Yesterday, Today, & FOREVER The King of Pop

“Genius Without Borders: Michael Jackson”

Michael Jackson’s legend to visit the ivory tower – in Chicago
Howard Reich

Arts critic

The currents of black musical culture course through the song and dance of Michael Jackson.

Which is why the Center for Black Music Research (CBMR) – based at Columbia College Chicago – will present a major conference on his art, in various downtown Chicago locations, Sept. 23-25.

"Genius Without Borders: Michael Jackson" will present scholars,
critics and Jackson associates discussing the art, life and times of
the King of Pop. All events will be open to the public and most of them
will be free. To date, cultural critic Greg Tate, black studies
professor Mark Anthony Neale and scholar Daphne Brooks – among others –
have been enlisted as guest speakers.

Why organize the event now, so soon after Jackson’s death last June, at age 50?

"I noticed immediately after his death last summer that there was a lot
of uncritical celebration, which I think was great," says Monica
Hairston, executive director of the CBMR.

"But I think that now, several months later, we’re really ready to look
at the legacy in a critical way and understand the artistic processes
and the genius that was involved in creating this icon.

"We felt it was a good time to open up the opportunity for some serious scholarship to be started."

The event will build on the CBMR’s much-discussed conference of
last year, "Genius Without Borders: A Symposium in Honor of the Genius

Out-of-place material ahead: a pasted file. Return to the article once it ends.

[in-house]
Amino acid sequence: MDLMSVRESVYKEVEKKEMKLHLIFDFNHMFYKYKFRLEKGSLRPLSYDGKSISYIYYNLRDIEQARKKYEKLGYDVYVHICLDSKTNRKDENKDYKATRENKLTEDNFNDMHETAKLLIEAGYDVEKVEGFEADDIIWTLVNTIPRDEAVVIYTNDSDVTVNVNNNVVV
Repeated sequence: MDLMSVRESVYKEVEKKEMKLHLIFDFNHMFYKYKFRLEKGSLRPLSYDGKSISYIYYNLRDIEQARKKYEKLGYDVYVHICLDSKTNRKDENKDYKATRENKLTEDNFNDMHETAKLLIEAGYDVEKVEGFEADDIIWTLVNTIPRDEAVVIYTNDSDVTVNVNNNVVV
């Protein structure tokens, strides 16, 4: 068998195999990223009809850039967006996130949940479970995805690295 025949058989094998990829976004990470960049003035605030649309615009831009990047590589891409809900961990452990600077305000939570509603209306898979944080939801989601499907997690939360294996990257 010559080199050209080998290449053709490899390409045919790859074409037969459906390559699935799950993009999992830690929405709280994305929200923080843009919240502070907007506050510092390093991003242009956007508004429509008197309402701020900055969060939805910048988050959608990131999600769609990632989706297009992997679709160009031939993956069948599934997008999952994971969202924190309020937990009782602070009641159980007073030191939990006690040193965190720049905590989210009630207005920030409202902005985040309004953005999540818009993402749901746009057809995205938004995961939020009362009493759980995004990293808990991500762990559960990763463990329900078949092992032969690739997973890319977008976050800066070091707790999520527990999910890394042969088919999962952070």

of Ray Charles."
But the Jackson soiree will differ from the Charles event in at least
one significant way – musicians will not be playing Jackson’s songs (at
the Charles symposium, vocalists and instrumentalists performed Brother Ray classics with the CBMR’s New Black Music Repertory Ensemble).

"We realized that even though we had a really successful performance of
Ray Charles’ music … so many artists had kind of yoked onto his
compositions, and (audiences) had an ear to hear them as standards,"
says Hairston.

"Whereas people want to hear the Michael Jackson songs as they are.

"They are unique, aural, studio-created works of art. And without those
specific studio sounds, I don’t think audiences want to hear them.

"I think that will change over time, but it’s all still so new."

Scheduling for "Genius Without Borders: Michael Jackson" has yet to be
finalized, but Hairston says that in addition to the already announced
guests, individuals who worked with Jackson and knew him personally
will also be on hand.

For details, contact the Center for Black Music Research at 312-369-7559.


Chicago Tribune


Center for Black Music Research

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